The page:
AAPD Releases SDF Guideline for Pediatric Patients

Dentistry Today
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The American Academy of Pediatric Dentistry (AAPD) has issued the first evidence-based guideline on the use of silver diamine fluoride (SDF) to treat cavities in pediatric patients, based on a review of research from 1969 to 2016. The guideline recommends SDF to treat active caries in pediatric and special needs patients, likely leading to broader adoption of the treatment, according to the AAPD.

SDF is a minimally invasive, low-cost treatment that dentists paint on teeth to painlessly treat cavities. The Food and Drug Administration approved it for treating tooth sensitivity in adults in 2014. Dentists have been using it off label to treat cavities since then, but adoption has not been as widespread. Now, the AAPD says, dentists have increased clarity around its uses and benefits due to this guidance.

“Aside from fluoridated water, silver diamine fluoride may be the single greatest innovation in pediatric dental health in the last century,” said James Nickman, DDS, AAPD president and practicing pediatric dentist. “Given its minimal cost and easy, painless application, it could help close the gap in healthcare disparities.”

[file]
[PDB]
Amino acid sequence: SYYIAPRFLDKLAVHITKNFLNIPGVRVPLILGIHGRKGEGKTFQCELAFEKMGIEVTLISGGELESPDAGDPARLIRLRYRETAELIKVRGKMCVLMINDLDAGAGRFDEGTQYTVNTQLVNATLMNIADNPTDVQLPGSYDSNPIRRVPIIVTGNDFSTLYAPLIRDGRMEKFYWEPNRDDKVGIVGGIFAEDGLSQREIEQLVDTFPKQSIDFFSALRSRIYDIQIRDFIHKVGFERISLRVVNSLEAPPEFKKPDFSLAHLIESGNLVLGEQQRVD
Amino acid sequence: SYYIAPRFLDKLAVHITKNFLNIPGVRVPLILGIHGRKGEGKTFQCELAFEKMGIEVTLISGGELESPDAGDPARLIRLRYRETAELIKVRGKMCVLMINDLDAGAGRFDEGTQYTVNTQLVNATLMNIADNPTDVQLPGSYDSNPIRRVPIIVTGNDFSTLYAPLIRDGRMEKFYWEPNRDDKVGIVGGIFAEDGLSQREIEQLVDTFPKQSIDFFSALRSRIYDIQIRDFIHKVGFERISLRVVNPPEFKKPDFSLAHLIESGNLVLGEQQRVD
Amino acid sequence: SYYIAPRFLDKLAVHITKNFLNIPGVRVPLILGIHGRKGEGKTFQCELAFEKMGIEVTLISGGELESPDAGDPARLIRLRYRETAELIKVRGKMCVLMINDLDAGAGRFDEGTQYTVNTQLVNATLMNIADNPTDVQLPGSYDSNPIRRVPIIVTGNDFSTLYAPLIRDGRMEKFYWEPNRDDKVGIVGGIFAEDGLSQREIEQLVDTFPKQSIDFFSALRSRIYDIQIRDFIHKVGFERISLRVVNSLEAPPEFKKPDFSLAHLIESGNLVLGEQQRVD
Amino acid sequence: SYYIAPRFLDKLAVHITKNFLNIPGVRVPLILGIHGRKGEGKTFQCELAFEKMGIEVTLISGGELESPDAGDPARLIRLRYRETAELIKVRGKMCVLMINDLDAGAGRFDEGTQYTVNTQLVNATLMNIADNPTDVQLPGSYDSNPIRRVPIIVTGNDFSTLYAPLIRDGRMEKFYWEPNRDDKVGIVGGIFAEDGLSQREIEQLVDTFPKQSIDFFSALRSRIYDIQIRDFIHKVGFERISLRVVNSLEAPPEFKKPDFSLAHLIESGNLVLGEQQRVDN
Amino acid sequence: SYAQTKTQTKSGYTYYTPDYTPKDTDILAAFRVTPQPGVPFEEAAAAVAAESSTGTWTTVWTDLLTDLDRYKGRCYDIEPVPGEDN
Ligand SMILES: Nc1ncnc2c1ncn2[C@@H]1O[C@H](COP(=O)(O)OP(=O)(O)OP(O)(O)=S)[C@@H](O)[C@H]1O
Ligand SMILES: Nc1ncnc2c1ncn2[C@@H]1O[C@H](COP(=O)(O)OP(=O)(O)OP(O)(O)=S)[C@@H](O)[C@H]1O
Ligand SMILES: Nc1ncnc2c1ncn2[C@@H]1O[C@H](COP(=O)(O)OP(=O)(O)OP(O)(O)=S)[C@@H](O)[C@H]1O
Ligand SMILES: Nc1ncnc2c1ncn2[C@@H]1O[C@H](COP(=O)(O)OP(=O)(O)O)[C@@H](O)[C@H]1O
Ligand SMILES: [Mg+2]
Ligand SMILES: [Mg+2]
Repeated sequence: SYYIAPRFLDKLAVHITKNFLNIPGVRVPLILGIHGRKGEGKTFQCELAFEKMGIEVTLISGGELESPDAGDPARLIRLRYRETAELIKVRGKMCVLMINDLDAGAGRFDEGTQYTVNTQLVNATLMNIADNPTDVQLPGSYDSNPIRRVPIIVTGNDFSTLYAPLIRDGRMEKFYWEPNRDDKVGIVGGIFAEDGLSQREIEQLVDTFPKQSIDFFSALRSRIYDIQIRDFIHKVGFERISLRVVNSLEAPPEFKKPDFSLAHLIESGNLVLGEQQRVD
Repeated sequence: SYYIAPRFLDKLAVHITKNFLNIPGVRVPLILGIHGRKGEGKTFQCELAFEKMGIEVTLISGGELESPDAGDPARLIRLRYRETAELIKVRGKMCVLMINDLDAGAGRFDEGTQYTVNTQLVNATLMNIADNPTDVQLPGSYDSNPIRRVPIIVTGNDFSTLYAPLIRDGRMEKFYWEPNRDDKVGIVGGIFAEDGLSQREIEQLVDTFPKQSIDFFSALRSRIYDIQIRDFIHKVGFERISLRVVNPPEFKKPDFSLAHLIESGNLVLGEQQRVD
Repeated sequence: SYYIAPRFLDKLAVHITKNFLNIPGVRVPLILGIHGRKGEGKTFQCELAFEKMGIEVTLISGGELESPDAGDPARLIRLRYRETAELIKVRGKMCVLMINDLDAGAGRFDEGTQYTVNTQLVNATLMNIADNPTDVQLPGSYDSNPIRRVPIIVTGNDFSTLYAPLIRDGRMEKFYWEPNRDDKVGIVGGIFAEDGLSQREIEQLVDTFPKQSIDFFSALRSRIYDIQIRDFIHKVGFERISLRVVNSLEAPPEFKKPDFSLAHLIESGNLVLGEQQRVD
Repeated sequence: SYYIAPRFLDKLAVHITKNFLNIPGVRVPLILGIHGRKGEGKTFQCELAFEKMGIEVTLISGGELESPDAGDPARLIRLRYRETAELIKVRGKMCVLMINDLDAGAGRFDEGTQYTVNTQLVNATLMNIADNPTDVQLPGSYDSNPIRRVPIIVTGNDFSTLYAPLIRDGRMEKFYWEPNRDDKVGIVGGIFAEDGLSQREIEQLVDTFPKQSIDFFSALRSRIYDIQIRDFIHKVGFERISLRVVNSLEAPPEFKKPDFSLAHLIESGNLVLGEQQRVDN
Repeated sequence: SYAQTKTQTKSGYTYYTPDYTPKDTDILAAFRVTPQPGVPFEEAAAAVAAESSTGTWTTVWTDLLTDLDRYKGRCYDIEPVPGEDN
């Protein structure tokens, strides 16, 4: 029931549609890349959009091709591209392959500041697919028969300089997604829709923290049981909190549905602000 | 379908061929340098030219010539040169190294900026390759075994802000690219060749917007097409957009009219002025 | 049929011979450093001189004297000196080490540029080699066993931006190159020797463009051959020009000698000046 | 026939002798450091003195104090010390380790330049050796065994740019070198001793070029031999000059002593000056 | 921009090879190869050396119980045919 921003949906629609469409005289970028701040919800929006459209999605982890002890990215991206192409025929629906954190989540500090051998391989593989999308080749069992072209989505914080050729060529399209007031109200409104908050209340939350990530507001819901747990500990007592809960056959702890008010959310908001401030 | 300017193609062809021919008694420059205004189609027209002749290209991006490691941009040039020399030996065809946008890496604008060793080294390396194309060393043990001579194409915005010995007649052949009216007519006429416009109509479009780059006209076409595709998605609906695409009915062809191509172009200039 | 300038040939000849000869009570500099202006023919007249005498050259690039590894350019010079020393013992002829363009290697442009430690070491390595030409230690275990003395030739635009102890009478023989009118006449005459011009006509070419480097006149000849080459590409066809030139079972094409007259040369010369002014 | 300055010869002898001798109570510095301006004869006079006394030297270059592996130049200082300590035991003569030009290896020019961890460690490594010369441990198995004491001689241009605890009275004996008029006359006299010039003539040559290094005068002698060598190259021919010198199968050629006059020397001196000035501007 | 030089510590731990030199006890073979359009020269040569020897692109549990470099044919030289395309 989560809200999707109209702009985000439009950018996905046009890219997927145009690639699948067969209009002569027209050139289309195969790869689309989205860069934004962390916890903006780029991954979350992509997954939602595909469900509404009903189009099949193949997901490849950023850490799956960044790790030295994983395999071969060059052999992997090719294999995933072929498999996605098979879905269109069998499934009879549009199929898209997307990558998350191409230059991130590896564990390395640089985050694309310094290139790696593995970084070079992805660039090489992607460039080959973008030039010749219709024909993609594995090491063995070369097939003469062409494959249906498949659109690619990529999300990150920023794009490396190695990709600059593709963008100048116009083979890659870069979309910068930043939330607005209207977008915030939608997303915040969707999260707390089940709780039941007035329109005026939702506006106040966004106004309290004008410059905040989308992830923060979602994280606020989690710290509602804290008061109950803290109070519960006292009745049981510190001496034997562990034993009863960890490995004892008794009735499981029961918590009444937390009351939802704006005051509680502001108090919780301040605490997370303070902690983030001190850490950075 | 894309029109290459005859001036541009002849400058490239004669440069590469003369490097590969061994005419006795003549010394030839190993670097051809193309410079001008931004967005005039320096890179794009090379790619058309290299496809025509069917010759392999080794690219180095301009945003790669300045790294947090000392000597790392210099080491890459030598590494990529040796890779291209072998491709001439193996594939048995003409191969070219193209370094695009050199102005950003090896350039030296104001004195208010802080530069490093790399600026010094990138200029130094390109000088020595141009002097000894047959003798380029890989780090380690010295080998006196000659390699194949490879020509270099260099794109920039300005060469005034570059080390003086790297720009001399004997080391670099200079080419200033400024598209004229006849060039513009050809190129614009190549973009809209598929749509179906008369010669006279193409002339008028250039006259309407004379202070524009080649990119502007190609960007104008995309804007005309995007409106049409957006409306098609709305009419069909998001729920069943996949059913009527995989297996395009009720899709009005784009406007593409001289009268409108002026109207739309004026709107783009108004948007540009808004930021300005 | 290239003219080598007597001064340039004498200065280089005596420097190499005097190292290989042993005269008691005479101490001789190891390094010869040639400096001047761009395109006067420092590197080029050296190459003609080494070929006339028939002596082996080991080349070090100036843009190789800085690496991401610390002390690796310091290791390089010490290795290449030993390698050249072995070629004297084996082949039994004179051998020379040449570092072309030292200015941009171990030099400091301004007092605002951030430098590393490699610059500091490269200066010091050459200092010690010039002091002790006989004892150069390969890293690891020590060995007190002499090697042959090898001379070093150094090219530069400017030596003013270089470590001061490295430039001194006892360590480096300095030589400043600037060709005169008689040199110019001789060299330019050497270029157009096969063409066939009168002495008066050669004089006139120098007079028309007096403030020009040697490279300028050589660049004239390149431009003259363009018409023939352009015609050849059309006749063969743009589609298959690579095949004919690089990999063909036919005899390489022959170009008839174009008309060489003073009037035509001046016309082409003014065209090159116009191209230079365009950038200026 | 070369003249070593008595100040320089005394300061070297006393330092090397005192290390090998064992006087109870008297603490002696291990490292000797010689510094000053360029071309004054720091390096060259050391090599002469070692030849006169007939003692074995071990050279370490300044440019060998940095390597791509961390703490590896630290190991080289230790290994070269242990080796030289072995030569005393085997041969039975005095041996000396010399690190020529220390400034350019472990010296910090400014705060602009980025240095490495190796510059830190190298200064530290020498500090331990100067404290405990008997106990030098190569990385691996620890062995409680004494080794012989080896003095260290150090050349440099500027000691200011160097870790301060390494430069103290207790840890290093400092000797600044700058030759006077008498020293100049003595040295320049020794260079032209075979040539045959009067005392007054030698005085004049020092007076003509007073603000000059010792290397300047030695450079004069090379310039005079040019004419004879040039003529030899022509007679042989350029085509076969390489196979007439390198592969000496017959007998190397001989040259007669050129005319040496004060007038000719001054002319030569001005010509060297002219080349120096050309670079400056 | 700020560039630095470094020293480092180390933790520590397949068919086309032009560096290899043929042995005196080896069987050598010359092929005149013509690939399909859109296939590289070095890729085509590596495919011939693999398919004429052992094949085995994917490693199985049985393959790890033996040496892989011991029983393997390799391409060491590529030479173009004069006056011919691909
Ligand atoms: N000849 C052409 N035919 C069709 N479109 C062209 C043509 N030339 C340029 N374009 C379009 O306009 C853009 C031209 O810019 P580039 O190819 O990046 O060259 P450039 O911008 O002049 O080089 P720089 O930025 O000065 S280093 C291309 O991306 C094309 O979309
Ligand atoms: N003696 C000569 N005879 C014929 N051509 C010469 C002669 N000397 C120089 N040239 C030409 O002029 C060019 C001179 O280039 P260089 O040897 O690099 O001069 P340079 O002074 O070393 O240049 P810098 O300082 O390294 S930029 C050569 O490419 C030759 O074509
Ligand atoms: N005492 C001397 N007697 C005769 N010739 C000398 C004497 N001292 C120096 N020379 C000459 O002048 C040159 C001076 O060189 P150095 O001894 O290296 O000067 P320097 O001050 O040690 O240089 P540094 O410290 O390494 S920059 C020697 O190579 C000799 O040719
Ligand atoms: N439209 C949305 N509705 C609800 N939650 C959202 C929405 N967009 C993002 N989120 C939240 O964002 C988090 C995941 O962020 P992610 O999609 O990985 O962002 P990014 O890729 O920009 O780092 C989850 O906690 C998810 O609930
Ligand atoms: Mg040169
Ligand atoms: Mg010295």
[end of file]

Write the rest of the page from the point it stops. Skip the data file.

The systematic review found no significant adverse effects. The most notable downside of SDF is that it turns cavities black. Comparatively, treating cavities in young children, particularly those with special needs, often involves sedation or general anesthesia, both of which have additional health risks. Additionally, the cost of treating cavities in young children often is disproportionately high.  

“Silver diamine fluoride gives us another simple and safe option to treat cavities in children who can’t cope with getting traditional fillings,” said Yasmi Crystal, DMD, clinical associate professor of pediatric dentistry at the New York University College of Dentistry. “Prevention is our number one priority, but if a child does have a cavity, we need to treat it before the child develops pain and infection. However, we also want to make sure they have a good experience at the dentist, so this is a good way to do both.”

The AAPD recommends visits to the dentist every 6 months for regular cleanings and checkups for every child over the age of one year. This is no different for children who have cavities treated with SDF, which doesn’t work all the time and needs monitoring and re-application twice a year for sustained effect. As the child gets older, the dentist can share other more aesthetic and lasting options for keeping a tooth treated with SDF healthy.

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